- Example 1: We started with three diamonds and caught a fourth one on fifth street. Since fourth street we've been heads-up with an opponent holding (we think) a small pair or a straight draw. On fourth and fifth streets he bought two cards that clearly didn't improve his starting hand. We bet immediately, because there is a justifiable chance that he will fold here. If he calls our bet then we can already start preparing a possible bluff for the next two rounds of betting if we miss our flush.
Another mistake is to assume that with a draw on fifth street, we should keep as many opponents as possible in the game. If the draw includes, for example, overcards to the suspected pair of the opponent who is betting, then we should always raise in order to force players in later positions to fold. If we're holding a draw and have the choice between playing against one opponent or two, the heads-up situation is usually the better alternative. In the heads-up situation, the potential of the hand can often result in alternative solutions that wouldn't be adequate to win the showdown in multiway action.
- Example 2: We started with three spades and is one of our hole cards. On fifth street we buy . There are three players in the game and player A, with as doorcard, who always bet in the first three rounds, buys on fifth street. He again opens the round with a bet and now we raise him although we think he is holding a pair of queens. The double bet will often cause player B on our left to fold and with a high pair we can possibly win a heads-up showdown with an alternative solution if we buy an ace or even a king in the remaining two rounds.
The probabilities of various heads-up situations on sixth street:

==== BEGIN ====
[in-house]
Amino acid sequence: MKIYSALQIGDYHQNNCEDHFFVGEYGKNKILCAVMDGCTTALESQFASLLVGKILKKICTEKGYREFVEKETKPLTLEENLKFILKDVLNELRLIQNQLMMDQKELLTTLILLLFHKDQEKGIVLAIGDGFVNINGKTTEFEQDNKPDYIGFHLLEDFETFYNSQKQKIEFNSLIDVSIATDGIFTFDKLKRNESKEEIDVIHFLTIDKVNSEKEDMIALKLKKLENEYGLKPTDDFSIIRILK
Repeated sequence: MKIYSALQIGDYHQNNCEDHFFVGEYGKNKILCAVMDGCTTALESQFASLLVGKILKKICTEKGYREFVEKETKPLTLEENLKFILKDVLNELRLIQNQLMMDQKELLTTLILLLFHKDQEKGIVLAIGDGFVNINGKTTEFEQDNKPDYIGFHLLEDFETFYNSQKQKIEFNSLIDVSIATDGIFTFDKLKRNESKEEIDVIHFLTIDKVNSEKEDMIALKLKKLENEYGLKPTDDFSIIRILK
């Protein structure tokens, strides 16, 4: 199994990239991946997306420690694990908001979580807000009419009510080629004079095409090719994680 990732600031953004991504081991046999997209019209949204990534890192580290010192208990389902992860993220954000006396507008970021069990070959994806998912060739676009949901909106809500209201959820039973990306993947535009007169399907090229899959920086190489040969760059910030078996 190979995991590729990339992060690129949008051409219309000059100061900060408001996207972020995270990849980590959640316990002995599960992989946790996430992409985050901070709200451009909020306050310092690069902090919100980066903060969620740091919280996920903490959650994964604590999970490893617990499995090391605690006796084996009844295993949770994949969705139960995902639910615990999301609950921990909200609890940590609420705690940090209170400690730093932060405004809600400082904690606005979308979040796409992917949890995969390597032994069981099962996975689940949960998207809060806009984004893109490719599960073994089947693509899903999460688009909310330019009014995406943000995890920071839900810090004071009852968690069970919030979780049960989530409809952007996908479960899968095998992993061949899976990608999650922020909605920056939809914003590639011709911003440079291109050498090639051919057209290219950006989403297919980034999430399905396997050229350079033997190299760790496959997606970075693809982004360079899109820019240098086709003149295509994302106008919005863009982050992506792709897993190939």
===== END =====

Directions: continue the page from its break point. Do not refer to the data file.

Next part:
Full house vs. Higher trips
Full house vs. 2 higher pairs
Straight vs. Trips
Trips vs. 2 higher pairs
2 pairs vs. Higher pair (higher kicker)
1 pair vs. 4-card flush draw with high cards
On sixth street we will often find ourselves in a situation where we can't figure out for sure whether we're the slight favourite or a rank outsider to win the showdown. The opponent's four upcards and his betting behaviour in the earlier rounds sometimes allow different interpretations of his hand.
That is the case when, for example, we're holding a high pair and we thought from the beginning that our opponent was holding a small pair. On sixth street he is showing three suited cards and we have to take the possibility of a made flush into consideration. Here, checking followed by calling a possible bet by our opponent would be the best course. If we then bet, in many cases our opponent will raise us, even with a pair and flush draw, and we will often lose an additional bet.
We should always raise on sixth street if we are to a great extent sure that we hold the best hand. In a few cases, especially when our upcards reflect a very strong hand, a raise may force an opponent out of the game in the belief that he was drawing dead when he actually had good a chance of winning.
- Example 3: We started with a pair . During the course of the game we became convinced that our opponent had a pair of queens. After sixth street has been dealt we have the following upcards: . Although together with our hole cards we only have a pair of nines with an open-ended straight draw, we should definitely raise this hand against a suspected pair of queens. In many cases our opponent will fold. If he does pay, we can use the raise for the logical preparation of a bluff on seventh street in the event that we don't improve our hand with the last card.
In general, sixth street does not offer many opportunities for influencing the game. Fundamentally, we can assume that a bet on sixth street will be paid by all players still in the game. The pot is almost always big enough for the pot odds to be against a profitable fold in any situation, except for one in which a player is convinced he is drawing dead.